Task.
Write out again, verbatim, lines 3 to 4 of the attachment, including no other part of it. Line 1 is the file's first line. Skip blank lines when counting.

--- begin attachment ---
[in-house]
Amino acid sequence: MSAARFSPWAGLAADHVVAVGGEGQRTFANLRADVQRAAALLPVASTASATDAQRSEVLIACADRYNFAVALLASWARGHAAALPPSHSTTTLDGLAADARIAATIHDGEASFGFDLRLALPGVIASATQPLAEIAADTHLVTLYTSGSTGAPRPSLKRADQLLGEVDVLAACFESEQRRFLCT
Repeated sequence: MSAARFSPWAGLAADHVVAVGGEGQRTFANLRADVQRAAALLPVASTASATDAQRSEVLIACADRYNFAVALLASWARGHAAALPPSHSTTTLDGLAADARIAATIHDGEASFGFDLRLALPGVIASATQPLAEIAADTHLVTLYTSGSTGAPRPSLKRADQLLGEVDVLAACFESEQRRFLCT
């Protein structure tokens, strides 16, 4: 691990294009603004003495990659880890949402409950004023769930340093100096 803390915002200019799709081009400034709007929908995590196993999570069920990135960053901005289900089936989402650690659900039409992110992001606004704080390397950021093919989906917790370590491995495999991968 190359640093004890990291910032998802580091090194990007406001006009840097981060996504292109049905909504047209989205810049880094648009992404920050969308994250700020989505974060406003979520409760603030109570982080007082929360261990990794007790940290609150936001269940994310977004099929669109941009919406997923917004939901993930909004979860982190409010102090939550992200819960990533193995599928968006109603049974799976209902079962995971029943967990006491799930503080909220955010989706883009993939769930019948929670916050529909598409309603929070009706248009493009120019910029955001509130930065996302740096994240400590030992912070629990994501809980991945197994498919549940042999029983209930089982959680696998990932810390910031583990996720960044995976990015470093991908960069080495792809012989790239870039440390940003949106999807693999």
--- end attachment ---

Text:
Repeated sequence: MSAARFSPWAGLAADHVVAVGGEGQRTFANLRADVQRAAALLPVASTASATDAQRSEVLIACADRYNFAVALLASWARGHAAALPPSHSTTTLDGLAADARIAATIHDGEASFGFDLRLALPGVIASATQPLAEIAADTHLVTLYTSGSTGAPRPSLKRADQLLGEVDVLAACFESEQRRFLCT
């Protein structure tokens, strides 16, 4: 691990294009603004003495990659880890949402409950004023769930340093100096 803390915002200019799709081009400034709007929908995590196993999570069920990135960053901005289900089936989402650690659900039409992110992001606004704080390397950021093919989906917790370590491995495999991968 190359640093004890990291910032998802580091090194990007406001006009840097981060996504292109049905909504047209989205810049880094648009992404920050969308994250700020989505974060406003979520409760603030109570982080007082929360261990990794007790940290609150936001269940994310977004099929669109941009919406997923917004939901993930909004979860982190409010102090939550992200819960990533193995599928968006109603049974799976209902079962995971029943967990006491799930503080909220955010989706883009993939769930019948929670916050529909598409309603929070009706248009493009120019910029955001509130930065996302740096994240400590030992912070629990994501809980991945197994498919549940042999029983209930089982959680696998990932810390910031583990996720960044995976990015470093991908960069080495792809012989790239870039440390940003949106999807693999």